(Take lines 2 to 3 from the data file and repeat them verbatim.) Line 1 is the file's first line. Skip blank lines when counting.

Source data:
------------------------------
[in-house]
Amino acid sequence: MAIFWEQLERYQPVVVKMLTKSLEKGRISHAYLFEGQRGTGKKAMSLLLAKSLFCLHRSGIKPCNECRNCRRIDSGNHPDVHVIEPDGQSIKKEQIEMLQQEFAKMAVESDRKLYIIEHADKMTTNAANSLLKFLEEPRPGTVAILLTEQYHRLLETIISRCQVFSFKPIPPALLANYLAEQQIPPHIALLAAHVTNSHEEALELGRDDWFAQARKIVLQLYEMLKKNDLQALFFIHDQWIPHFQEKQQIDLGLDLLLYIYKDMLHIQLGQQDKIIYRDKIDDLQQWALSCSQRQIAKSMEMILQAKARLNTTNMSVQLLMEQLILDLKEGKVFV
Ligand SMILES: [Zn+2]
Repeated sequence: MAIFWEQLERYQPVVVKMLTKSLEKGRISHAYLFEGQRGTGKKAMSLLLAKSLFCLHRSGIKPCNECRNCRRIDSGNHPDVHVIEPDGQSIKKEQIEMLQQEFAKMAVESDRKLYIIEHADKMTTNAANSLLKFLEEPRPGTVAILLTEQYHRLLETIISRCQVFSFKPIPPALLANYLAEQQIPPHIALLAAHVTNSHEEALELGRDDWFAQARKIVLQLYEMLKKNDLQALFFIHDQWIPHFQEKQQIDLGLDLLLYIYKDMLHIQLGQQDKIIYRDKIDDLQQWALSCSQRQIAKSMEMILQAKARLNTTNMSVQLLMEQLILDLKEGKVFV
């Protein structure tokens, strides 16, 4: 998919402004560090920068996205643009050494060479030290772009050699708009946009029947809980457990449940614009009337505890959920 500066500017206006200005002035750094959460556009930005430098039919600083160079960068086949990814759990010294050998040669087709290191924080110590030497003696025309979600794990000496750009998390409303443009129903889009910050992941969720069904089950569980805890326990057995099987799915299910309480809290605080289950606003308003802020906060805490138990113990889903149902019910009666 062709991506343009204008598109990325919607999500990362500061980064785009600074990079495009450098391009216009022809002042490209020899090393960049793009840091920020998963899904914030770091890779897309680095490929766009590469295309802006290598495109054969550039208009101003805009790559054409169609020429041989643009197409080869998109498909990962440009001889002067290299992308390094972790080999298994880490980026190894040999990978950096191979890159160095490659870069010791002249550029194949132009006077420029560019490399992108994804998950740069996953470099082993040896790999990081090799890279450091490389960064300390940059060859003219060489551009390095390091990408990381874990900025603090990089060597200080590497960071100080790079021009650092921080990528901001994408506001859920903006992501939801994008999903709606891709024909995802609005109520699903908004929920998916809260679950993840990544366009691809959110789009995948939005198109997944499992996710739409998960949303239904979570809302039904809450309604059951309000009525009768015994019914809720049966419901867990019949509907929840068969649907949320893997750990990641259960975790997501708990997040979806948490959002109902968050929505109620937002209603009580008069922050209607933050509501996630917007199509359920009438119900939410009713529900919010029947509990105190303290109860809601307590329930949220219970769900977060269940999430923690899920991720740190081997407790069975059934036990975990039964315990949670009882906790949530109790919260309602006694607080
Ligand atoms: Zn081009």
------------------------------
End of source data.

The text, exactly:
Amino acid sequence: MAIFWEQLERYQPVVVKMLTKSLEKGRISHAYLFEGQRGTGKKAMSLLLAKSLFCLHRSGIKPCNECRNCRRIDSGNHPDVHVIEPDGQSIKKEQIEMLQQEFAKMAVESDRKLYIIEHADKMTTNAANSLLKFLEEPRPGTVAILLTEQYHRLLETIISRCQVFSFKPIPPALLANYLAEQQIPPHIALLAAHVTNSHEEALELGRDDWFAQARKIVLQLYEMLKKNDLQALFFIHDQWIPHFQEKQQIDLGLDLLLYIYKDMLHIQLGQQDKIIYRDKIDDLQQWALSCSQRQIAKSMEMILQAKARLNTTNMSVQLLMEQLILDLKEGKVFV
Ligand SMILES: [Zn+2]